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Golfers Elbow

The elbow can flex and extend, as well as pronate and supinate the forearm. However, it is also critical in the function of the wrist and hand.

16 muscles cross the elbow joint, with many of them being the prime movers of your hand, fingers and wrist. A majority of the muscles that flex (bend) your wrist actually originate on the medial (middle side) side of your elbow joint. With overuse or misuse of these muscles, their tendinous origin point can become sore causing Golfer’s Elbow. While this condition is seen in the golfing population, is can occur in any person who performs grip dominant activities.

Tennis Elbow

Similar to the wrist flexors, a majority of the muscles that extend (straighten) the wrist originate from the lateral (outside) side of your elbow joint.

These extensor muscles share a common insertion point at the elbow called the “common extensor origin”, and overuse or misuse of these muscles can cause pain and irritation at this point. This is called Tennis Elbow. It is commonly seen in people who perform grip based sports or activities (like tennis), manual workers, or people who use vibrating machinery.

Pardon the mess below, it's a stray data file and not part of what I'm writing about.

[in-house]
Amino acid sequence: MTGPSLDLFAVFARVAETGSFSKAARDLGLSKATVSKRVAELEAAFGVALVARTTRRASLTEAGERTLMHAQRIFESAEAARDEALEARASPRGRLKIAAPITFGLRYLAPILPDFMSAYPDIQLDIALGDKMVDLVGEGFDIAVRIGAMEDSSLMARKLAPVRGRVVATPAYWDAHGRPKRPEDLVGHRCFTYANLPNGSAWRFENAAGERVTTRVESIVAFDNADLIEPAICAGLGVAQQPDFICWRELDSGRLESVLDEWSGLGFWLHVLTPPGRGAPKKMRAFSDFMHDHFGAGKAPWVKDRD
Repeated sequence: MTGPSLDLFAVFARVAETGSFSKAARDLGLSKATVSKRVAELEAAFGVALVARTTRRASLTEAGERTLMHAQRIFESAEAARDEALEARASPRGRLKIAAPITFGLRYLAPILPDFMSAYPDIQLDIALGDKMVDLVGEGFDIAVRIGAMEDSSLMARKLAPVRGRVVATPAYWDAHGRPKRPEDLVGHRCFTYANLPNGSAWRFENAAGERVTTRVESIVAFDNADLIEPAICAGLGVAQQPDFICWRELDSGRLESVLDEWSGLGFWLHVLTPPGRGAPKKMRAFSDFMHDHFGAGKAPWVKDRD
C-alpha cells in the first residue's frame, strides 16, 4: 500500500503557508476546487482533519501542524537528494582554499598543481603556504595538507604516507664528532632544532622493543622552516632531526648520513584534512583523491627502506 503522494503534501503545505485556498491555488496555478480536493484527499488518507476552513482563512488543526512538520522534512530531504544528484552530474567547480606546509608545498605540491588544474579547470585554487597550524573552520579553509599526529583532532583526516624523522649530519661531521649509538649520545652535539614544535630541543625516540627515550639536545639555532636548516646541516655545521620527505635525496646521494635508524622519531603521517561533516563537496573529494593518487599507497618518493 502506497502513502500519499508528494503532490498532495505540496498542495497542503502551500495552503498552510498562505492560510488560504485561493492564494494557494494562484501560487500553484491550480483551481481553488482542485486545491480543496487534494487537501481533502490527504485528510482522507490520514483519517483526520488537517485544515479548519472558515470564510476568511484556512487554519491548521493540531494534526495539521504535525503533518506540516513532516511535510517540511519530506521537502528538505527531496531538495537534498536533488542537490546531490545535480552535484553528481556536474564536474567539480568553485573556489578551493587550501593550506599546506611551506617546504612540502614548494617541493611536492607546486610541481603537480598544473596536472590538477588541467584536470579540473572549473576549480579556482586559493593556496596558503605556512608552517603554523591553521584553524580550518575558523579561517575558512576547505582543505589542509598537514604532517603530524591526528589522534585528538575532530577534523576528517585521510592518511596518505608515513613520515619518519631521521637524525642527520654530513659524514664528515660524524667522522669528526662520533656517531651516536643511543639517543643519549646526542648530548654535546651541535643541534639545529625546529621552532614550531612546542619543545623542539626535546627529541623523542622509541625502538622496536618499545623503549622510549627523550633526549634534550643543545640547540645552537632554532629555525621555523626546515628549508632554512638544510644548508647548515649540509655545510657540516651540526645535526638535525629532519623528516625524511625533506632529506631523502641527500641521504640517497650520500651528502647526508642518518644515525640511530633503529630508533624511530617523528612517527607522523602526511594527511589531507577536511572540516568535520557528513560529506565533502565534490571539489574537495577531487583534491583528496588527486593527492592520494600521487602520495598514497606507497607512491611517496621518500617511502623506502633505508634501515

Yes, in the vast majority of cases your elbow pain is very treatable. In the rare cases of structural damage or a medical cause of your pain, referral to a specialist may be necessary, but your physiotherapist will be able to inform you if this is needed. A through and detailed examination by your physiotherapist will allow them to create a personalised treatment plan for you. Depending on the injury that you have sustained, it is likely that most injuries will recover within 12 weeks.

Most likely not. In the case of trauma to the elbow or arm, or where there are high levels of swelling present, a scan will be required to rule out any structural damage to the elbow bones or the elbow joint. However, most elbow injuries do not involve this level of trauma and scanning will not be required. Your physiotherapist will guide you on whether they feel a scan is required after completing a through assessment of your condition.

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